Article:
Increasing percentage of American political funding from those who didn’t earn the money?

Philip Greenspun's Weblog 2020-09-30

The folks who are the most irredeemably Republican are small business owners. The folks who embrace the new Democratic Socialism and the general concept of bigger government are a mixture, but one of the wealthiest components of that mixture has been people who inherited money. People who didn’t have to work for the money don’t seem nearly as worried about the negative effects of government restrictions on the market, e.g., minimum wage (make it illegal for those with low skill levels to work), more lavish welfare handouts (make it irrational for those with low/medium skill levels to work), and higher taxes (make it less attractive for anyone to work additional hours).

A classic example of inherited wealth is Laurene Powell Jobs. The person who made the money is Steve Jobs, not noted for his charitable inclinations or support for politicians. The woman who inherited the money, however, is all-in on one of the Democrats’ big goals. Her Emerson Collective‘s #1 “Priority” is increasing low-skill immigration the U.S. Steve Jobs might have been concerned that higher taxes to fund welfare benefits for low-skill migrants and their children would make it tougher for Apple to compete with rivals in China, for example. Laurene Powell Jobs, however, won’t be similarly constrained.

[Promoting low-skill immigration makes sense from her personal perspective (as it does for most elite Americans). She’s spending the wealth that her late husband accumulated through a charity and therefore won’t have to pay any taxes, regardless of what the rates might be. Regardless of the level of low-skill migration, her own lifestyle won’t change too much. How likely are the new arrivals to be able to afford a home anywhere near one of hers? Is it conceivable that she’ll have to wait for health care if the resulting larger population clogs up the health care system? How many in the next caravan of Hondurans to cross the border earn enough to compete with her for private jet transport and hangar space?]

The U.S. has always had citizens who were rich via inheritance and politically active. What’s relatively new, however, is the phenomenon of people who are rich via divorce litigation. Due to the no-fault divorce revolution of the 1970s, there are now a huge number of people who can spend money that a spouse-turned-defendant earned. Like folks who inherited money, therefore, they have zero personal experience with what it takes to build and run a successful business.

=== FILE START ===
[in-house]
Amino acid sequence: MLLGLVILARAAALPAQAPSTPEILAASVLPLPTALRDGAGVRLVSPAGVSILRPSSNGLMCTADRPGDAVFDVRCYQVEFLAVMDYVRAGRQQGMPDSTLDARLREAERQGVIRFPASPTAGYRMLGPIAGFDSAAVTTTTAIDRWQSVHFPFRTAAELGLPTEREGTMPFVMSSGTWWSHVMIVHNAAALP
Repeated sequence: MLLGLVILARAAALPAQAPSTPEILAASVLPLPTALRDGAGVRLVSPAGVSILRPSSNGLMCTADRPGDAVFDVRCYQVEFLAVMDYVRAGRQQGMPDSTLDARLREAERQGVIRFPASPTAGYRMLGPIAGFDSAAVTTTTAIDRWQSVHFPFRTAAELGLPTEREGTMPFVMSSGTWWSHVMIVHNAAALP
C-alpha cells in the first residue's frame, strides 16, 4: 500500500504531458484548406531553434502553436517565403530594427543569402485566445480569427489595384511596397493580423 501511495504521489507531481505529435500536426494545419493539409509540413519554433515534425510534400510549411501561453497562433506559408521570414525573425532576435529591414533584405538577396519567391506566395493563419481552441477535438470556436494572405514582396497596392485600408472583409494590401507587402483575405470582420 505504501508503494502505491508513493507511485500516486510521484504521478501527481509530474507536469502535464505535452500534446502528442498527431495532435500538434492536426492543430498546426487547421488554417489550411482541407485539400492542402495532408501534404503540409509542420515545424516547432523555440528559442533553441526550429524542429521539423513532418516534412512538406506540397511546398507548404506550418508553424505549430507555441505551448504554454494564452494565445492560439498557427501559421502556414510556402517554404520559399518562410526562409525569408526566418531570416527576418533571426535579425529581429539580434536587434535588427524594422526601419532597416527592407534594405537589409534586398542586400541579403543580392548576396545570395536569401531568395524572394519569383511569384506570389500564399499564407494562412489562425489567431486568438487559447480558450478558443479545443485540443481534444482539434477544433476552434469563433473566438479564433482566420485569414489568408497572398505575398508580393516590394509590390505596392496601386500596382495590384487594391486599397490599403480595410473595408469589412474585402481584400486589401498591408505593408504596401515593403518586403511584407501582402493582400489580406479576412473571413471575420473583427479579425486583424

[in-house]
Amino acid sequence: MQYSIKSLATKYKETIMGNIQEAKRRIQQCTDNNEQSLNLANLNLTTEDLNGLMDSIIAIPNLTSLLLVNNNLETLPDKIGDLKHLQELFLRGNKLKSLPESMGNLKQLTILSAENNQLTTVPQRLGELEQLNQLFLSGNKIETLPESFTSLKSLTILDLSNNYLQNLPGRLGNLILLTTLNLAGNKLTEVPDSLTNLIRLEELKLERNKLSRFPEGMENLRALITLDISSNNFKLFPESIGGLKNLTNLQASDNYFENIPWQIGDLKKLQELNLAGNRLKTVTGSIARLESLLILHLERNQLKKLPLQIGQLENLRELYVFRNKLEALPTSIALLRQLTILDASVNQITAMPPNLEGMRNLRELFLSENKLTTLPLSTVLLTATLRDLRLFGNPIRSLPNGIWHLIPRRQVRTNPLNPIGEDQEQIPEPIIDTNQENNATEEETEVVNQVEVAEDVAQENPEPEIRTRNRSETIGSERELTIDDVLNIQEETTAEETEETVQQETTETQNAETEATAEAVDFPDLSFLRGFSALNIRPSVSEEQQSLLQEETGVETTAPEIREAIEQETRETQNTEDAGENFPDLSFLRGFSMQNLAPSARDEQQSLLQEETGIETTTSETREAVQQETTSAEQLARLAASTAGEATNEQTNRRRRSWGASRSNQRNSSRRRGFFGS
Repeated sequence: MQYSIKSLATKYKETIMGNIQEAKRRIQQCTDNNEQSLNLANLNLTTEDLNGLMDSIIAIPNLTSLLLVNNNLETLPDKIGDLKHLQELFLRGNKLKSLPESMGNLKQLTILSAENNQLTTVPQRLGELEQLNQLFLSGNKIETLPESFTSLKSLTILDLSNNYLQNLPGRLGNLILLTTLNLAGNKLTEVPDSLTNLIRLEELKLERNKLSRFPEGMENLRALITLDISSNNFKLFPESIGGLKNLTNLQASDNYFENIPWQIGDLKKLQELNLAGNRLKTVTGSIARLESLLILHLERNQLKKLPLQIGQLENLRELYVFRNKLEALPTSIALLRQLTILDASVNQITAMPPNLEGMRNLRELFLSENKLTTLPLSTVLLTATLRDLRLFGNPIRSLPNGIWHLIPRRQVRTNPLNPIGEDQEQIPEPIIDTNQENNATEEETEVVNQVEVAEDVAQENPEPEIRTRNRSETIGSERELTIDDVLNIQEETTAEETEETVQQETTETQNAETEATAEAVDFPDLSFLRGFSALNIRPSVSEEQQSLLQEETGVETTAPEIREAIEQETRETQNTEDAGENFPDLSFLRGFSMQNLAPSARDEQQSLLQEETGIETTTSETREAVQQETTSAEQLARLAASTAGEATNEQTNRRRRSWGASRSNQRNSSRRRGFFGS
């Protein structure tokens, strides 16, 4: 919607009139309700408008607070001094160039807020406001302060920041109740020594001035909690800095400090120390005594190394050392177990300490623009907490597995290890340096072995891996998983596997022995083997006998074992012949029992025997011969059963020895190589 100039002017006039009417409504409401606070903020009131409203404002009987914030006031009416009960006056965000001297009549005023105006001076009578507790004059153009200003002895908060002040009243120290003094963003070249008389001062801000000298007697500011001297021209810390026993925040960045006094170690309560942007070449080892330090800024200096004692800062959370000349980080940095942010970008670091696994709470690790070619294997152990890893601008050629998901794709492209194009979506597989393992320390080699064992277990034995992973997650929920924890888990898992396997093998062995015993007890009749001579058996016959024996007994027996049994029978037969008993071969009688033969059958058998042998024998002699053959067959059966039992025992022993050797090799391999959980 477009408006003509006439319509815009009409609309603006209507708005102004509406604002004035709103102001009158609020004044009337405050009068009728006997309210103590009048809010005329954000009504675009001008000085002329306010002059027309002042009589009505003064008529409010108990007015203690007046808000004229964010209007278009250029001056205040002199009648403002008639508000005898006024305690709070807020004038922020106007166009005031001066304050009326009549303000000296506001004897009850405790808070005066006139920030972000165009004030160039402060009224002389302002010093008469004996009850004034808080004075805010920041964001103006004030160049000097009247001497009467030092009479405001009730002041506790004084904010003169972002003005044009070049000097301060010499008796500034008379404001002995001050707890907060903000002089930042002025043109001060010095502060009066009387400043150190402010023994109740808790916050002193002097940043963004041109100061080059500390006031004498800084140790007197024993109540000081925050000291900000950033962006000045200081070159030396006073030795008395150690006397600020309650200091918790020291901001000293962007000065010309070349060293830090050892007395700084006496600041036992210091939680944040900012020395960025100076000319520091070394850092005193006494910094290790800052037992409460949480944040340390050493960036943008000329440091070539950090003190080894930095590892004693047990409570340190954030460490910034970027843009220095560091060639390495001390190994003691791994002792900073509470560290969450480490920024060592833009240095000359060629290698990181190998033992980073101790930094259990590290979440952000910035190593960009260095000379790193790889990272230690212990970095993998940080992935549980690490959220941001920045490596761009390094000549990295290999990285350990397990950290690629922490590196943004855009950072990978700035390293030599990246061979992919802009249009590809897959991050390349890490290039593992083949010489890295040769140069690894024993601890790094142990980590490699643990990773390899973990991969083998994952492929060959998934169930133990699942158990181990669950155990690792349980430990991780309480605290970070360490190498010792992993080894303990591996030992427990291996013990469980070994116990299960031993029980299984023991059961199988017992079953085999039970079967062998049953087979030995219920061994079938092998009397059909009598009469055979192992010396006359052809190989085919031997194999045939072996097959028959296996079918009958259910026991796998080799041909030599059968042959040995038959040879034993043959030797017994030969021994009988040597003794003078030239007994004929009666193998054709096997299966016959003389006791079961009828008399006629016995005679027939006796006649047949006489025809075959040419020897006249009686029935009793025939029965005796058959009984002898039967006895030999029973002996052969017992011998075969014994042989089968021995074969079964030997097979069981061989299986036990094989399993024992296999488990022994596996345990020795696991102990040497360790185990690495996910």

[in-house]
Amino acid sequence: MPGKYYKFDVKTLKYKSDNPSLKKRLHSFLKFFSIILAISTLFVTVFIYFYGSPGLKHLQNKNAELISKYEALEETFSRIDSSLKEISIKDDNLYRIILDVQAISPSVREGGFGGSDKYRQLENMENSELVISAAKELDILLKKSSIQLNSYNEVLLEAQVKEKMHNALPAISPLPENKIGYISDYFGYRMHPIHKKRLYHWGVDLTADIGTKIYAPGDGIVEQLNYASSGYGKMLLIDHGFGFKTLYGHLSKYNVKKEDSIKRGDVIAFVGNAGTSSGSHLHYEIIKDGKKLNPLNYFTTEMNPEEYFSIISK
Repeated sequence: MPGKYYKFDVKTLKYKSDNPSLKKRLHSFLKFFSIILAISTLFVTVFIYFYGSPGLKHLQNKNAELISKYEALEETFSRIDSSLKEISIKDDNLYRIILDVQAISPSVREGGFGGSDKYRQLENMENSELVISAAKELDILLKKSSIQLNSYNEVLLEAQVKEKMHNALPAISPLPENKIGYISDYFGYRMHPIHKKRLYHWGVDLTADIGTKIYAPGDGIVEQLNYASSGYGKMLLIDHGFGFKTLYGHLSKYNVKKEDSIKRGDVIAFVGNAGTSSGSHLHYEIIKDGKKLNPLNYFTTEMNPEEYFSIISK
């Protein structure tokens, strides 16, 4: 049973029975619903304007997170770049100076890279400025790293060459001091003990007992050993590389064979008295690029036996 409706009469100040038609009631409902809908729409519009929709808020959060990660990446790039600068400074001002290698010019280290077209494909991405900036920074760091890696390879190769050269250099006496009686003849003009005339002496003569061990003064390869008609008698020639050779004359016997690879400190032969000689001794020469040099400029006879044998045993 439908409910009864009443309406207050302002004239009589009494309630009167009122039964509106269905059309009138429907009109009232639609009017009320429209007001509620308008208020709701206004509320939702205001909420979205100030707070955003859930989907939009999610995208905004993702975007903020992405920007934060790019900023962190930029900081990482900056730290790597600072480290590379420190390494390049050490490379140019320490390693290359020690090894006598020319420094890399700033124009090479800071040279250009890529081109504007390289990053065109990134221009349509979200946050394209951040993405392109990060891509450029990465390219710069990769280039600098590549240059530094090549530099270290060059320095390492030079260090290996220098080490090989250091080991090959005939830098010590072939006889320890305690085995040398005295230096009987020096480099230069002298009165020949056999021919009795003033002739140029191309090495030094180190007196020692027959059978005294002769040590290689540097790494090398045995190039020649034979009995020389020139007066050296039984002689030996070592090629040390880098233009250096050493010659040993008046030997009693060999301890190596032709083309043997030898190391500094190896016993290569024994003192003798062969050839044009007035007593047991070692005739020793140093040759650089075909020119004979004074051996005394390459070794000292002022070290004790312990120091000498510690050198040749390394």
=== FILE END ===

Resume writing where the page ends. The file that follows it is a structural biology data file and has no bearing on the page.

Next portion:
What’s an example of this new force in politics? Karla Jurvetson obtained financial independence by suing her husband Steve Jurvetson, a venture capitalist also known for having sex with a variety of cash-hungry young women. And in the 2020 election… “Mystery Warren super PAC funder revealed; Karla Jurvetson, a California physician, gave $14.6 million to Persist PAC in February.” (Politico):

In the last weeks of Warren’s struggling presidential bid, a super PAC called Persist PAC hastily formed and then swooped into Nevada, South Carolina and Super Tuesday states to run over $14 million in ads trying to resuscitate Warren’s campaign. Warren was in trouble after third and fourth place finishes in Iowa and New Hampshire.\Jurvetson is one of the biggest donors in the Democratic Party and has spoken openly about what she feels is her obligation to support female candidates. “I feel like it’s our moral duty, if we’re not going to run ourselves, to support the women who are brave enough to put their name on the ballot,” she told the Mercury News in 2018. Jurvetson also hosted a fundraising luncheon for Warren in 2018 — before the Massachusetts senator disavowed in-person fundraising events altogether during her presidential run.

Through a spokesperson, Jurvetson declined to comment on her involvement in Persist PAC, which only collected a half-million dollars from other sources in February, according to a new campaign finance filing. Warren did not respond to a request for comment.

In other words, this single divorce plaintiff was the source of 96 percent of Warren’s PAC money.

Maybe the age of enthusiasm for the Bernie Sanders platform (even if ultimately delivered by Joe Biden and other Democrats) is partly due to the fact that an increasing portion of the money in politics is coming from people who didn’t earn it?

Very loosely related, from the BBC: